Monday, September 09, 2013


UPDATE: Funeral arrangements for Judge Karan: A celebration of her life is planned for 2 p.m. Sunday at Eternal Light Memorial Chapel, 18840 W. Dixie Hwy. in Northeast Miami-Dade. Burial follows at Beth David cemetery, 3201 NW 72nd Ave. in Hollywood
The Herald obit is here.

Read more here:

Judge Amy Karan lost a tough but valiant fight with Parkinson's Disease. Judge Karan was the Administrative Judge of the Domestic Violence Division and she was widely respected for the way she led that Division. 

In January of 2010, Rumpole wrote a lead on this Blog that read:

Word reaches us today that Judge Amy Karan has resigned from the bench effective January 31, 2010.

Many of you know Judge Karan has been battling Parkinson's disease and she needs to spend more time working on her health.

This is a tremendous loss to the Bench and to our community.

We can only hope and pray that her condition stabilizes. Judge Karan is bravely fighting this terrible disease. She needs our support and prayers at this difficult moment in time.

Godspeed Judge Karan.

Our thoughts and prayers are with her family today. 

Cap Out .....

Rumpole says: A beautiful person, inside and out, Judge Karan inspired those who knew her with her battle for her life. She can't be replaced. She can only be fondly remembered. We will post details on the funeral as we receive them. 


CAPTAIN said...


The Daily Business Review

Former Miami-Dade Circuit Judge Amy Karan, recognized nationally as a pioneer in addressing domestic abuse in the judicial system, died after battling an aggressive form of Parkinson's disease. She was 54.

Karan served as administrative judge of the domestic violence court and was on the bench for 13 years. She left the bench in 2010 when her illness robbed her of speech.

"Judge Karan's legacy is her passion for protecting victims of domestic violence and also the numerous writings she leaves behind," her daughter, Amber Kornreich, wrote in a statement.

In February, Greenberg Traurig established the Women's Fund of Miami-Dade to honor Karan's life work. She chaired the Miami-Dade County Domestic Violence Coordinating Council from 1997 to 2009.
"Amy Karan was considered to be one of the finest jurists in the area of domestic violence in courts throughout this country," said Hilarie Bass, co-president of Greenberg Traurig. "She was a brilliant, compassionate visionary who changed the face of the way we provide assistance to victims of domestic violence."

Karan was known for her scholarly articles and became a noted authority on the issue of firearms and domestic violence, Kornreich said.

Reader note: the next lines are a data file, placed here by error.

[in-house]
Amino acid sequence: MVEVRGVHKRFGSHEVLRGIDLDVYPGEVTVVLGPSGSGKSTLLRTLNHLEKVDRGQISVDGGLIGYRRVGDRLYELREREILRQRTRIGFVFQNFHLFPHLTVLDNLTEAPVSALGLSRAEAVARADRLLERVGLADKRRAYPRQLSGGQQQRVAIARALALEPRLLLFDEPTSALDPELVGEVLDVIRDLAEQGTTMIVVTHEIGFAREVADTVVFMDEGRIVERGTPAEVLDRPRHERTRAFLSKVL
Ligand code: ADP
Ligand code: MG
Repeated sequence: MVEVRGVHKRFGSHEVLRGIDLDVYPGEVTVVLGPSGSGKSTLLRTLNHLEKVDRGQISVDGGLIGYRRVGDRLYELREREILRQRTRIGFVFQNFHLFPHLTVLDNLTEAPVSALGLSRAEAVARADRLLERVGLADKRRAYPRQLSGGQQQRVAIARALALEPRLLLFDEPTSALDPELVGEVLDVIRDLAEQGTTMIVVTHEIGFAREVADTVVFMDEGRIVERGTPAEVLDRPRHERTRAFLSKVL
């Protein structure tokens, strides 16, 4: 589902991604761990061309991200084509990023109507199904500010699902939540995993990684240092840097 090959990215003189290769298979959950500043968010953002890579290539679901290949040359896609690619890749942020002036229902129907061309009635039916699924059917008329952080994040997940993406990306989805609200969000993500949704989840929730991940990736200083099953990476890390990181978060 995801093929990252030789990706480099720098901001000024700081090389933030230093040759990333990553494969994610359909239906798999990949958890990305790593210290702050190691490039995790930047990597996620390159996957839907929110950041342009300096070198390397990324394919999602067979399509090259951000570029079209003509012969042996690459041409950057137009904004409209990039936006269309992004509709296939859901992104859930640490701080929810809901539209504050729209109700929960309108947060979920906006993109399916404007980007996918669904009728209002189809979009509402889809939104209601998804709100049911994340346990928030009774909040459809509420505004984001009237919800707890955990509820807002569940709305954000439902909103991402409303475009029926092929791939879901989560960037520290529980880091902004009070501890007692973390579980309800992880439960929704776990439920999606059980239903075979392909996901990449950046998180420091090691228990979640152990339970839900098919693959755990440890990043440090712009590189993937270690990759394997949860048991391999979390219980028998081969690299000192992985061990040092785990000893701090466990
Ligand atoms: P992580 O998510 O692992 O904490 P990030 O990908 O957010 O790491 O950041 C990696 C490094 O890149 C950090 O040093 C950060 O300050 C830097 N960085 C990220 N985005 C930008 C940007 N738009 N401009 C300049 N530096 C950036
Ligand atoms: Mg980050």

"Many states have adopted forms Judge Karan developed in conjunction with the surrender or seizure of fire arms in both criminal and civil situations," she wrote in a notice to the Daily Business Review.

A celebration of Karan's life will be held at 2 p.m. Sunday at the Blasberg-Rubin-Zilbert funeral home in Miami Beach.

Cap Out ....

Anonymous said...

I had the pleasure of taking her evidence class at St. Thomas University and she will be missed. Not only was she a great teacher but she was very down to earth and personable. We've lost a great person.

Frederici said...

I was a prosecutor who practiced in front of Judge Karan. She was a fantastic judge whom I respected. Her intellect and wisdom were great additions to the bench. I remember her often and always fondly.

Joe Frederick

Anonymous said...

I was lucky to have tried cases before Judge Karan early in my career. I learned a great deal from her, as she was always patient but set high standards -- the best combination in a judge.

Countless lives are better thanks to her dedication. She will be missed.


How could there only be 4 comments on this blog after such a kind and wonderful Judge like Any Karan passes away at such a tragically young age? What is with our lawyers and judges? Where is the compassion and thoughts about other things besides "Shumie time", etc. ....

Anonymous said...

I had the pleasure of being in Judge Karan's evidence and family law classes. Not only was she a great professor but she was a mensch to every person she encountered.


Robert Kuntz said...

Over the years, I represented several DV petitioners before Judge Karan. At a moment in their lives when these women were in the gravest extreme, they found in Judge Karan a jurist of tremendous compassion. One could not doubt that she cared deeply about the broken families that came before her.

As an attorney, you knew that Judge Karan would attend to your matter with integrity, intelligence and determination. What is more, you could not help but walk out her courtroom satisfied that that you had just had a hearing before a judge who was a judge for all the best reasons there are to be a judge.

Judge David Ortley said...

Judge Karan had a profound influence on my judicial life and came to Montana as an educator and influenced the lives of countless other judges she taught. She was a pioneer and will be missed.